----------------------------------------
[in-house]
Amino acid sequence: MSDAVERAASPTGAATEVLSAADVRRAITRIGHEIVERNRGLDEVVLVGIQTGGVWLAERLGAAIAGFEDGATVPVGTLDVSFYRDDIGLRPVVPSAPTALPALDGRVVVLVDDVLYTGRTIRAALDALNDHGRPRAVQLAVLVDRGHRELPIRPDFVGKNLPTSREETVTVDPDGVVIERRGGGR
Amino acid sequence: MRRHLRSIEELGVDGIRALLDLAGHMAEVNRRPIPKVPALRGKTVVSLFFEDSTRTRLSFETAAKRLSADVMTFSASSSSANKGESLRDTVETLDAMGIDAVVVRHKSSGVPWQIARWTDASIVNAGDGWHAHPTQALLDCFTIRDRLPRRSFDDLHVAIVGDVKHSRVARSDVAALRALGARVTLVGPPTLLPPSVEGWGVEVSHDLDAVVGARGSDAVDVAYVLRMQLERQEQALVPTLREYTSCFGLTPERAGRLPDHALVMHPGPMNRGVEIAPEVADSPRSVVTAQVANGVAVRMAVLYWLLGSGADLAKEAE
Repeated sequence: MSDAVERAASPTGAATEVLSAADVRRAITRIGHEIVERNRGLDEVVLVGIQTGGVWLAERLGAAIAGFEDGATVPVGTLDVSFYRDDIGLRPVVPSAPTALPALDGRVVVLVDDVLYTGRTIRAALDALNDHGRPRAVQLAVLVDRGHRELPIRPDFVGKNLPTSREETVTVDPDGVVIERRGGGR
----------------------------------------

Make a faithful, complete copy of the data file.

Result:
[in-house]
Amino acid sequence: MSDAVERAASPTGAATEVLSAADVRRAITRIGHEIVERNRGLDEVVLVGIQTGGVWLAERLGAAIAGFEDGATVPVGTLDVSFYRDDIGLRPVVPSAPTALPALDGRVVVLVDDVLYTGRTIRAALDALNDHGRPRAVQLAVLVDRGHRELPIRPDFVGKNLPTSREETVTVDPDGVVIERRGGGR
Amino acid sequence: MRRHLRSIEELGVDGIRALLDLAGHMAEVNRRPIPKVPALRGKTVVSLFFEDSTRTRLSFETAAKRLSADVMTFSASSSSANKGESLRDTVETLDAMGIDAVVVRHKSSGVPWQIARWTDASIVNAGDGWHAHPTQALLDCFTIRDRLPRRSFDDLHVAIVGDVKHSRVARSDVAALRALGARVTLVGPPTLLPPSVEGWGVEVSHDLDAVVGARGSDAVDVAYVLRMQLERQEQALVPTLREYTSCFGLTPERAGRLPDHALVMHPGPMNRGVEIAPEVADSPRSVVTAQVANGVAVRMAVLYWLLGSGADLAKEAE
Repeated sequence: MSDAVERAASPTGAATEVLSAADVRRAITRIGHEIVERNRGLDEVVLVGIQTGGVWLAERLGAAIAGFEDGATVPVGTLDVSFYRDDIGLRPVVPSAPTALPALDGRVVVLVDDVLYTGRTIRAALDALNDHGRPRAVQLAVLVDRGHRELPIRPDFVGKNLPTSREETVTVDPDGVVIERRGGGR